- CDC —
- Centers for Disease Control and Prevention
- ED —
- emergency department
- STI —
- sexually transmitted infection
A survey conducted by the Centers for Disease Control and Prevention (CDC) observed a very high rate of reported sexual assault among high school students, which occurred in 10% of girls surveyed.1 Both the CDC2,3 and the American Academy of Pediatrics4–6 recommend routine testing and prophylaxis against infection and pregnancy for sexually assaulted adolescents. Although the rates of testing and prophylaxis among adult victims of sexual assault are low throughout US emergency departments (EDs),7–9 little is known about sexually transmitted infection (STI) testing and prophylaxis rates in adolescents.
In this issue of Pediatrics, Schilling et al describe the rates of STI testing and prophylaxis across pediatric hospital EDs and evaluate whether local guidelines and specialized sexual assault teams influence the rates of testing and prophylaxis.10 Thirty percent of the 38 hospitals in the Pediatric Health Information System reported having a clinical pathway for the care of patients with sexual assault, and 64% of hospitals reported having a specialized sexual assault team.
Rates of STI testing among the 12 687 adolescents included in this study were low (43% received all recommended testing) and varied widely across hospitals. STI testing was not influenced by the presence of a specialized sexual assault team or by the presence of a care pathway. Rates of STI prophylaxis were also very low; only 35% of patients received the recommended prophylaxis against gonorrhea, chlamydia, and pregnancy. Although the presence of a specialized sexual assault team was not associated with STI testing rates, adolescents cared for at hospitals with a sexual assault care pathway were 50% more likely to receive prophylaxis. These data highlight the widespread variation and perhaps suboptimal care adolescent victims of sexual assault receive. It also highlights the fact that specialized sexual assault teams, and guidelines, in isolation, may not influence care to a great extent.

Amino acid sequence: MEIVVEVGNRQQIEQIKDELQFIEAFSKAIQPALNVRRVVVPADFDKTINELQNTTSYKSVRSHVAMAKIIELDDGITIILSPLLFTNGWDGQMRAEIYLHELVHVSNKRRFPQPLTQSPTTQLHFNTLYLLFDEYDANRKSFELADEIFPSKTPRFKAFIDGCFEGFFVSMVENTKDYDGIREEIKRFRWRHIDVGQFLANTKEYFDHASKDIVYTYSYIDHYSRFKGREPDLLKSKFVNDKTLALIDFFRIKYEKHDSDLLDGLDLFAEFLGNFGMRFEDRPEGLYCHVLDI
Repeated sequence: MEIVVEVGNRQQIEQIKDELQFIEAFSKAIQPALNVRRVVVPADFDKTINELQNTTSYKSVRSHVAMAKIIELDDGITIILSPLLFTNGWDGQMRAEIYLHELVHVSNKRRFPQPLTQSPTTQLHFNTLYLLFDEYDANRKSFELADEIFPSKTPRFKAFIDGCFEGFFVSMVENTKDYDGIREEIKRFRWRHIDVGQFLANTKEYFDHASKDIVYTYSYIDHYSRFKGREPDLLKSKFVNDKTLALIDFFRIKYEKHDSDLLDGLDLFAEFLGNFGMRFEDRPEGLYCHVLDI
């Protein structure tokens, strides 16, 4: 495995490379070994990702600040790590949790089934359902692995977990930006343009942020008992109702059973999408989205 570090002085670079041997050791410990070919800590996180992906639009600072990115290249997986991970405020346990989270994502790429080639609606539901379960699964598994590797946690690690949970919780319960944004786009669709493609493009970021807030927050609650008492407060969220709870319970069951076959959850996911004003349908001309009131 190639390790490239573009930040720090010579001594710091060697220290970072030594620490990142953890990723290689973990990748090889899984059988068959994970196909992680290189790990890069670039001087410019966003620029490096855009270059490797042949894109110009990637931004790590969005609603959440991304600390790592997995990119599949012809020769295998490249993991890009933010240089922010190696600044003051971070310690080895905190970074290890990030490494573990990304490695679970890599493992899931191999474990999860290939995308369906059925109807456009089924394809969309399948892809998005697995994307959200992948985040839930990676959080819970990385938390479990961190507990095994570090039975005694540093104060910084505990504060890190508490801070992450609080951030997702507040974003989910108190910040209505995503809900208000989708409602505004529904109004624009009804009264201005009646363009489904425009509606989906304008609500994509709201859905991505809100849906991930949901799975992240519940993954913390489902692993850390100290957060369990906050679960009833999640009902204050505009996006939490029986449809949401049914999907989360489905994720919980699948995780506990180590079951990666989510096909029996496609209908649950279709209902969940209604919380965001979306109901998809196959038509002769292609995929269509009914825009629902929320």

The reasons for the low rates of STI testing and prophylaxis are probably multifactorial. Some adolescents may not seek care immediately after the assault, and testing and prophylaxis rates may understandably be lower among these children; however, the validation substudy indicated that 92% were seen within 120 hours of the assault. Although a majority of survey respondents in this study would still recommend testing and prophylaxis beyond the 5-day window, fewer than half received any testing or prophylaxis, suggesting poor clinician uptake. Also, some of the children included in this study may have received outpatient STI prophylaxis, which would result in an underreporting in the rate of treatment, because the Pediatric Health Information System database captures only medication billed during the ED encounter. However, clinicians should realize that compliance with prescribed medications and follow-up after sexual assault are low among adolescents11,12; therefore, physicians should strongly consider administering prophylactic medications during the encounter, in accordance with CDC guidelines. It is possible that some adolescents declined any testing or treatment; the variability in testing and treating rates between hospitals suggests that providers can be more effective in overcoming such barriers. Lastly, approximately one-quarter of the EDs surveyed raised concerns about the legal implications of testing, in that negative results may be used to refute the allegations of sexual assault and that positive results may be used to question the patient’s credibility by implicating previous sexual activity.